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There are just a handful of companies on Canadian exchanges that book a billion dollars in sales a year, but can be had by investors for just pennies per dollar of revenue. And only one has a former CEO of Apple helping lead it.

That company is Pivot Technology Solutions Inc., a reseller of computer products and services to Fortune 100 clients that counts former Apple leader John Sculley as its executive chairman. It recorded $1.3-billion (U.S.) in sales last year, but its market capitalization is a teeny $40-million (Canadian).

There are reasons for this. The company loaded itself with debt in order to buy a series of computer resellers. Then, rather than going a traditional initial-public-offering route that could have raised money to pay off that debt, Pivot went public via a reverse merger that got it listed on the TSX Venture Exchange. Thanks to interest expense and merger-related charges, it's never posted positive net income; it remains highly leveraged to this day, with $162-million (U.S.) of debt versus less than $30-million of EBITDA, or earnings before interest, taxes, depreciation and amortization.

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Before I make you think Pivot shares are junk, however, it's worth listening to Ralph Garcea of Cantor Fitzgerald Canada, who just became the first analyst to cover the company. He says Pivot Technologies is poised to expand its margins. At the same time, it's reworked part of its capital structure to the benefit of common stockholders.

Perhaps most important to Canada's income-crazed investors, it plans a dividend and share buyback later this year. And while the shares have doubled since late February – all the way to 40 cents apiece – Mr. Garcea sees a further tripling, to $1.25 (Canadian), largely led by investor excitement over the pending dividend.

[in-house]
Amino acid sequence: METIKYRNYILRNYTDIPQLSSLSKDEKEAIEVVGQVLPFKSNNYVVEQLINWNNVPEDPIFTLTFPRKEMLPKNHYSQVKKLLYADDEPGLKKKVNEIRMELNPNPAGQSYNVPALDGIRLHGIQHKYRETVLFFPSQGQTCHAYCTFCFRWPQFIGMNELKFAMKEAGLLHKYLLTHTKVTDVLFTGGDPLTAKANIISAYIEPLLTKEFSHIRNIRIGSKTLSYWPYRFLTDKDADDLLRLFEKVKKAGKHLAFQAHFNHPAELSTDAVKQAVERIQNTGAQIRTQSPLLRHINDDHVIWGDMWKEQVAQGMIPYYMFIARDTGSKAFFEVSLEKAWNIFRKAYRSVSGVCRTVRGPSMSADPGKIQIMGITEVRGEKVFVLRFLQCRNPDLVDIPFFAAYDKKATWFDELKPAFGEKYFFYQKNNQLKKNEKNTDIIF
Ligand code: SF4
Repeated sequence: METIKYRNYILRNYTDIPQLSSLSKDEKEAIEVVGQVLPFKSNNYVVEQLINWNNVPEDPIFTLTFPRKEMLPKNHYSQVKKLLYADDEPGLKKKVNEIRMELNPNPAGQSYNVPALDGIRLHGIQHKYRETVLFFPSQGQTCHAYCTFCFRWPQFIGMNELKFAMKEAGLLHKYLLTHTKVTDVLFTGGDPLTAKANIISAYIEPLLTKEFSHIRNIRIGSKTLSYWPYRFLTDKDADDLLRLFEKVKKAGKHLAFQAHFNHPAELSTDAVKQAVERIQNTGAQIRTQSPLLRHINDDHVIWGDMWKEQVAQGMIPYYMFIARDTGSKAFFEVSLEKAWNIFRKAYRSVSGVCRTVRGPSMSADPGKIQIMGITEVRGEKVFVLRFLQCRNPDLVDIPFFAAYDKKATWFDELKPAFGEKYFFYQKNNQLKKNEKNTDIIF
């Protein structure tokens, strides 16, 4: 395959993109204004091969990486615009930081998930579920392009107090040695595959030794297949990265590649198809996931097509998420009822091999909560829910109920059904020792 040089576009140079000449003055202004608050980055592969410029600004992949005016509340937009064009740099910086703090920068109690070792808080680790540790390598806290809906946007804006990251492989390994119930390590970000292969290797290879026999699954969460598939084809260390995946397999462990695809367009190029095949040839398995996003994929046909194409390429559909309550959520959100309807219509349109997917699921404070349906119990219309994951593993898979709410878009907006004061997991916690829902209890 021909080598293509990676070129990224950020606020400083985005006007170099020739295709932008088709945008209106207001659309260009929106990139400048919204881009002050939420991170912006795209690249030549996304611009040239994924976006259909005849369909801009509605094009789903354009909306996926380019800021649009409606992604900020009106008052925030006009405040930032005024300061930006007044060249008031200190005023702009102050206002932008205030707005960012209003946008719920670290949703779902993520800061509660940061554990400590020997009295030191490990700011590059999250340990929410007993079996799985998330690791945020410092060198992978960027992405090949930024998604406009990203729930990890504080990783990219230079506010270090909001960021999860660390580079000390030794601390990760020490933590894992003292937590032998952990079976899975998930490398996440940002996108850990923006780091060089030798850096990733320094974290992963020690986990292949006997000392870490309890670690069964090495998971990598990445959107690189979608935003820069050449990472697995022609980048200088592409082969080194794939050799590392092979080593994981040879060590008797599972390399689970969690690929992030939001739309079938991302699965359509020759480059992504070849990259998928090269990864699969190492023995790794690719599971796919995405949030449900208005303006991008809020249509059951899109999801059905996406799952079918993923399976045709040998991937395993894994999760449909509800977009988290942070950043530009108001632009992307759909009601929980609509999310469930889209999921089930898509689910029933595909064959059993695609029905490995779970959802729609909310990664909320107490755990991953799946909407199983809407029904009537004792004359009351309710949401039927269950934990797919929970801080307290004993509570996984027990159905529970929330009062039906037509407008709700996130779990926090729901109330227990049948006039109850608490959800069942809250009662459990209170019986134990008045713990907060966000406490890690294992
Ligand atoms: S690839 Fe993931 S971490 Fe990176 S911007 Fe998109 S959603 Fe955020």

"I like being first on names, and this has been a unique name, given its scale and size and management team," Mr. Garcea says.

Actually, Mr. Garcea has been first more than once: He covered the company at some of his past employers, and picked up coverage again after joining Cantor Fitzgerald last year. In 2013, when the shares traded around 15 cents apiece, he issued a "strong buy" and suggested a 12-month target of $1. That did not happen.

The chief culprit, he believes, were the holders of a series of preferred shares who, upon any rise in the stock, converted their holdings into common shares and sold, driving the price back down. "Every time [Pivot] reported a quarter, it was either in-line or better than my number, and every time you had the stock rally, you had these pref guys convert and sell." (The number of common shares in the company more than doubled from 2012 to 2013.)

In early March, Pivot announced a cleanup of its capital structure, with the company converting its remaining preferred shares into common shares. The company said it would seek Venture Exchange approval for a normal course issuer bid for up to 5 per cent of the company's stock over 12 months. And it plans to pay a three-cent annual dividend, starting with a quarterly payment in September.

"When that news came out, the stock was at 30 cents, and it was ridiculous: A three-cent dividend on a 30-cent stock is a 10-per-cent yield," Mr. Garcea says. With Canadian technology stocks averaging a yield of under 3 per cent, he says, Pivot shares could rise to a dollar "just on dividend support."

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Mr. Garcea argues, however, there's an earnings story here, too. Computer reselling is a notoriously low-margin business for companies who bundle PCs and off-the-shelf software and try to eke out a little extra margin from the corporate customer.

While Pivot isn't trying to be a high-margin consulting company, it is selling specialized large-scale servers and storage devices, rather than low-margin "consumer-grade hardware and shrink-wrapped software." Its "managed services," or outsourcing business, has even higher margins, and should grow to 11 per cent of the company by 2018 from 4 per cent in 2010, Mr. Garcea says.

The shares are trading at less than seven times Mr. Garcea's 2015 earnings forecast, and the announced dividend represents a 7.5-per-cent yield. Pivot's enterprise value – market capitalization plus net debt – is less than 0.2-times its sales.

We are still early in this story, it is safe to say, and much can go wrong with the thesis. It doesn't cost investors too much, however to see if Pivot can, well, pivot and turn itself into a winner.

(Disclosure: The author of this column and the Cantor analyst cited do not hold a position in Pivot.)

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